MINNEAPOLIS Think back, way back in the annals of recent sports history. Before Tim Tebow was a Jet and Kevin Love was an Olympian. Before a unibrow was trademarked and the Wild landed the two biggest free agents in the NHL offseason. It's before Lebron was a champion and Jeremy Lin was anything more than a Harvard grad.
Remember January 4? Probably not. It was the day the Timberwolves lost to the Grizzlies, 90-86, at the Target Center, snapping their fairy-tale two-game winning streak over the Mavericks and Spurs. It was the day the Timberwolves boasted a starting lineup of Kevin Love (of course), Michael Beasley, Darko Milicic, Luke Ridnour and Wes Johnson.
Ricky Rubio wasn't allowed to start yet, not when so much about him was uncertain and he'd yet earned nothing.
Nikola Pekovic didn't play a minute, not one. He's listed on stat sheets as "DNP -- COACH'S DECISION" after beginning the season injured, and even if he was healthy by that point, Rick Adelman had no convincing reason to play him.
On January 4, the point guard who would eventually start and transform the Timberwolves' offense was nothing more than a Spanish prospect whose play had fallen off in the two years since he was drafted. On January 4, the center who'd emerge as one of the league's most improved players was coming off a season in which he'd committed a foul every 4.9 minutes and averaged just 5.5 points.
On January 4, the Timberwolves needed surprises. And for the good part of the next two months, they got them. Not only were there Rubio and Pekovic, but Love also exceeded expectations, becoming one of the league's premier power forwards and adding a much-improved perimeter shot. The Timberwolves rode those surprises to a 21-19 record on March 7, their last game before Rubio's injury, the last day that surprises were a good thing.
For a few months, it was exciting. It was unexpected. There was widespread belief that this team was only getting better as it jelled, that it might be able to cling to the eighth playoff seed that it was tenuously grasping. The Timberwolves dealt in the currency of good surprises.
This year, that all changes. The surprises will be harder to find on this more carefully assembled squad. These players are more proven, for the most part, and the team doesn't quite need a shocking breakout to be good. In fact, it's hanging its hopes on players like Brandon Roy and Andrei Kirilenko playing at a higher level than some might expect them to. The cast that's assembled isn't nearly as shaky as last year's, but so many expectations depend on players who have excelled in the past returning to that form. It's far from a sure thing, but the body of work is there.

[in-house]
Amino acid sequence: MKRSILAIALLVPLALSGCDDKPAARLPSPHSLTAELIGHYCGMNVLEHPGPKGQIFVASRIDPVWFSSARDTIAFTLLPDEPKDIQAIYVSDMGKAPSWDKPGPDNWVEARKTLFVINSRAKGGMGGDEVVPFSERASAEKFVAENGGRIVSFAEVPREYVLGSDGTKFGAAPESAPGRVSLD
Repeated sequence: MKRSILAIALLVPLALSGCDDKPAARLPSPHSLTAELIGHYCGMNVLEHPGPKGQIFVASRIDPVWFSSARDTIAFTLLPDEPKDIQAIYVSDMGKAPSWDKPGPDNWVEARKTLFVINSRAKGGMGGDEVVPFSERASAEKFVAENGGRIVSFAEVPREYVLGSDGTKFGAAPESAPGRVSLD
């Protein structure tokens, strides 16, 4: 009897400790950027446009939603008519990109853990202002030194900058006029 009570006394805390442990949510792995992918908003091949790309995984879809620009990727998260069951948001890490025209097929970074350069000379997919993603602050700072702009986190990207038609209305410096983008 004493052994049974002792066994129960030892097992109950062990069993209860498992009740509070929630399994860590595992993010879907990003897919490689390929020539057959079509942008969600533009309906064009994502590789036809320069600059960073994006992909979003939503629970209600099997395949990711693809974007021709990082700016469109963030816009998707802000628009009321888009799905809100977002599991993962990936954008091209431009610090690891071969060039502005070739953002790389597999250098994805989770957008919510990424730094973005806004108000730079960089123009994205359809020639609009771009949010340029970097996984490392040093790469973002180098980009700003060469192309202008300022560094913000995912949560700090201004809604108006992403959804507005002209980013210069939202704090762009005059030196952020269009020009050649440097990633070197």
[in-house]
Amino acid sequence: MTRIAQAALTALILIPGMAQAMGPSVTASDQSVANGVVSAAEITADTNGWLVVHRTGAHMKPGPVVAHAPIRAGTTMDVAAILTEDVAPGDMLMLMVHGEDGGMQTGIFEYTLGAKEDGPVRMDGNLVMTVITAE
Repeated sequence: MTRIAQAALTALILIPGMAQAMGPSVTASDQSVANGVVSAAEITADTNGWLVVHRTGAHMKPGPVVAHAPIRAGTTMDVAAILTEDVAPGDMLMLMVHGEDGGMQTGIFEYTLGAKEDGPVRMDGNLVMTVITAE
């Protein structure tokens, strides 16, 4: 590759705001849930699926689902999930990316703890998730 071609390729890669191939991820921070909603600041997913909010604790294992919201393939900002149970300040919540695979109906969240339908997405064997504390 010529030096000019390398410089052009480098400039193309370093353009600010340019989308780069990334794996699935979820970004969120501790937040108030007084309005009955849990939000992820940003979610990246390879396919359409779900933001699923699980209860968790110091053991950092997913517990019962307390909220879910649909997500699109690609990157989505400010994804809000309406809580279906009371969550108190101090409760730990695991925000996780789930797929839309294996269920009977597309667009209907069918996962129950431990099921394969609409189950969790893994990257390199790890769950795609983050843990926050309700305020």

This year's Timberwolves might not have last year's shock value. Their ceiling might not be so uncertain, but that's not necessarily a bad thing. Last year's surprises are memorable, but it's easy to remember the good. It's so simple to forget what came with those surprises: the worry they wouldn't last, the jolt of realizing that no one could fill Rubio's shoes, the feeling that any notion of depth early in the season had been smoke and mirrors. Those issues seem to have been addressed, and stability might not be quite so boring when one remembers the lows as well as the peaks.
The surprises might not end, but they're unlikely to be as impactful. The biggest upside, though, of this year, might come with the normal. The pace will not be so frantic. The goals seem clearer and also more doable. And, for the first time with the Timberwolves, Adelman will have the time to put his system in place.
The Timberwolves coach is in many ways the last of a generation. He's one of the few remaining coaches who really knows how to teach the game, player development coach Shawn Respert said, and that urge to instruct was evident throughout last season. The reality, though, was that there simply was no time.
Now, Adelman can teach. The man so methodical and routine-oriented that he wears some variation on the same black polo and pants before every game can finally try to impose that kind of consistency on his team. He can stop trying to put his system in place piecemeal, attempting to prioritize something that's best digested whole. He can hold practices -- what a novelty! -- and the hell of back-to-back-to-back games will fade into distant memory.
Adelman is the kind of person who knows better than to hold too much stock in surprises. He's too methodical for them, too invested in the process to revel in such instant and unexplained results. That's not to say he didn't enjoy last season's treats, but just that he can do this without them. If the Timberwolves learned anything last season, it's that shock comes in all forms, from wonderful to demoralizing.
So as 2012-13 looms and the surprises have become building blocks, Adelman's Timberwolves are far better off. A sustained measure of success is what the team is working toward now, and in that, it's chasing last year's most fleeting surprise.
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